At the end of May 2021, the press heavily covered the case of infections at the Phuc Hung Missionary Church in HCMC. On May 29, 2021, Go Vap District police issued a decision to move ahead with prosecution for the crime of “spreading a dangerous and infectious disease to others.”  As of the end of July 2021, police have not released more information about this case.
Chairman of Mang Yang Suburban District, Gia Lai Province: no followers of the Ha Mon religion remain
If you’ve been following previous religious news, you’re probably familiar with the fact that the government considers the Ha Mon religion in the Central Highlands a “false” one. The religion is currently facing extinction in Gia Lai Province.
In July 2021, a Mang Yang Suburban District representative told Dan Vietnewspaper that the district no longer had anyone who followed the Ha Mon religion. According to Le Trong, chairman of the suburban district’s People’s Committee, “those who were lured and deceived into following the false Ha Mon religion were educated and mobilized to return to their families” and received local support “to reintegrate into the community.” 
Trong also revealed how the government propagandizes and mobilizes, including “evaluating impoverished and borderline-impoverished households.”
According to Trong, villagers will “evaluate impoverished and borderline-impoverished households (those who previously followed the false religion in particular, and the entire population in general)” according to the principles of democracy and fairness. From there, the locality will come up with “suitable approaches,” such as bank loans and participation in agricultural expansion programs and models, etc.
The statement indicates that the Mang Yang Suburban District government has used the household poverty line to force families to give up the Ha Mon religion. This act is contrary to official regulations.  The household poverty line is based on per capita income and deprivation in accessing essential social services.
Over the years, many Central Highland Montagnards who belong to unrecognized religious groups have attested that the local authorities punish them economically by not approving impoverished household designations and bank loan applications, stripping them of social welfare benefits, or refusing to provide administrative services such as ID card provisions and marriage registrations.
The Mang Yang Suburban District People’s Committee chairman has also stated that the government has encouraged the children of families who follow the Ha Mon religion to continue going to school.
Several witnesses have told Luat Khoa that local authorities in the Central Highlands increase tuition fees for families who belong to unrecognized religious groups as a form of punishment.
In July 2021, the People’s Army Newspaper also reported that “the Ha Mon religion no longer existed on Gia Lai land.”  The Ha Mon religion uses Catholic teachings as life precepts; practitioners do not go to church but practice rituals at home. In 2011, the religion had 1,357 followers in Mang Yang Suburban District.
New religions in Dak Nong
The Dak Nong News reported that the province saw numerous activities carried out by new religions and that provincial authorities were tackling these religious groups.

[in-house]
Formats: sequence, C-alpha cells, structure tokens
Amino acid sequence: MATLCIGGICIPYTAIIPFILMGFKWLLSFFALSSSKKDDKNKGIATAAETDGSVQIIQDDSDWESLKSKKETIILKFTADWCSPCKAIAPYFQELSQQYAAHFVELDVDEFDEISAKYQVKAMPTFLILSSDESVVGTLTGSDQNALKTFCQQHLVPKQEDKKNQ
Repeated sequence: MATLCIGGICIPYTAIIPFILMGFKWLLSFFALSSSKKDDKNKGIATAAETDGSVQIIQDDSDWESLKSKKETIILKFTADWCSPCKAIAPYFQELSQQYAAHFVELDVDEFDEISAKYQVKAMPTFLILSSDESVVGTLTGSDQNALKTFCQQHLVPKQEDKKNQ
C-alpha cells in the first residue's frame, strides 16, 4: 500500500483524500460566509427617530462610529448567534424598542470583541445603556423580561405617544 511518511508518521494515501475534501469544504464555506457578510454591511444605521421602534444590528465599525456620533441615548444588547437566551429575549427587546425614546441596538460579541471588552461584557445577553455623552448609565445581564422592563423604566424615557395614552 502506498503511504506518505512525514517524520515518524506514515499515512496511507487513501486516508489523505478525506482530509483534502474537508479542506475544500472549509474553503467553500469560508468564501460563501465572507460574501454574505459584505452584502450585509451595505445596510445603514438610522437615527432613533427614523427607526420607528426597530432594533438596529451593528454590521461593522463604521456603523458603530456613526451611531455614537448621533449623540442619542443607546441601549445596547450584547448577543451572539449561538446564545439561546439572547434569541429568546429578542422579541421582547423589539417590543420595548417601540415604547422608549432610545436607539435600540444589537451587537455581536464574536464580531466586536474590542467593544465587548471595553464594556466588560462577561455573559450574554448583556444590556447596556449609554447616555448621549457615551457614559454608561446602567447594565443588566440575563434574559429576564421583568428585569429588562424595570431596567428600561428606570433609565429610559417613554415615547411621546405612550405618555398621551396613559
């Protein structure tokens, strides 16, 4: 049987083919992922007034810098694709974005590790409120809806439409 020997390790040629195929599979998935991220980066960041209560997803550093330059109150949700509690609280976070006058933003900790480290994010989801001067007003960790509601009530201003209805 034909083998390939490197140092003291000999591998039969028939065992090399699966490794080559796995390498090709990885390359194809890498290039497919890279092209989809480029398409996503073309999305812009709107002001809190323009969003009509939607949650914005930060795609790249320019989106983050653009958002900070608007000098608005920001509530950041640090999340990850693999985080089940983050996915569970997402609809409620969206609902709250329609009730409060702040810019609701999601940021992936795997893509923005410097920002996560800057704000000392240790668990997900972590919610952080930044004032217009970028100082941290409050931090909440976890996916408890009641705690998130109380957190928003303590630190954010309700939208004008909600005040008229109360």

Religious activities considered illegal in the province include “building structures for the purpose of unauthorized religious activities; improperly using the name of the ‘Vietnamese Protestant Church’ for associations and groups, and causing difficulties in the state’s management of religion.”
The newspaper cited two cases in the Dak Nia Commune, Gia Nghia Suburban District, accused of conducting for-profit religious activities but did not provide any evidence. In both cases, it was alleged that temples were built without government permission.
Furthermore, the provincial Religious Affairs Committee reported that land was being illegally donated and transferred to build religious facilities, that religious activities were being self-organized without the participation of a state-recognized sangha, and that group religious activities were unregistered with local authorities.
People following new religions are becoming increasingly common in Vietnam. However, it is challenging for these religions to meet the strict government requirements for recognition according to the Law on Faith and Religion.
Tuyen Quang police: alerting the people not to follow “religion seeking to firmly establish the rule of law at its heart”
After Hai Duong Province, Tuyen Quang provincial police also alerted people to the activities of the “religion seeking to establish the rule of law at its heart firmly.” 
Police reported that the religion attracted participants through live videos on social media, including content that criticized political, social, and religious situations.
Like Hai Duong provincial police, Tuyen Quang provincial police on social media urged people not to listen to the shared information and invitations to join the religion. Police claim the religion’s statements violate state laws, propagate superstitions, and take advantage of beliefs for personal gain.
“Subjects of the ‘religion seeking to establish the rule of law at its heart’ firmly have taken advantage of the right to freedom, democracy, and freedom of speech, as well as taken advantage of belief and religion to operate illegally,” the Capital Security Newspaper said, citing the announcement by Tuyen Quang provincial police.
Information on this religion has been removed from popular social media platforms in Vietnam, such as Youtube and Facebook.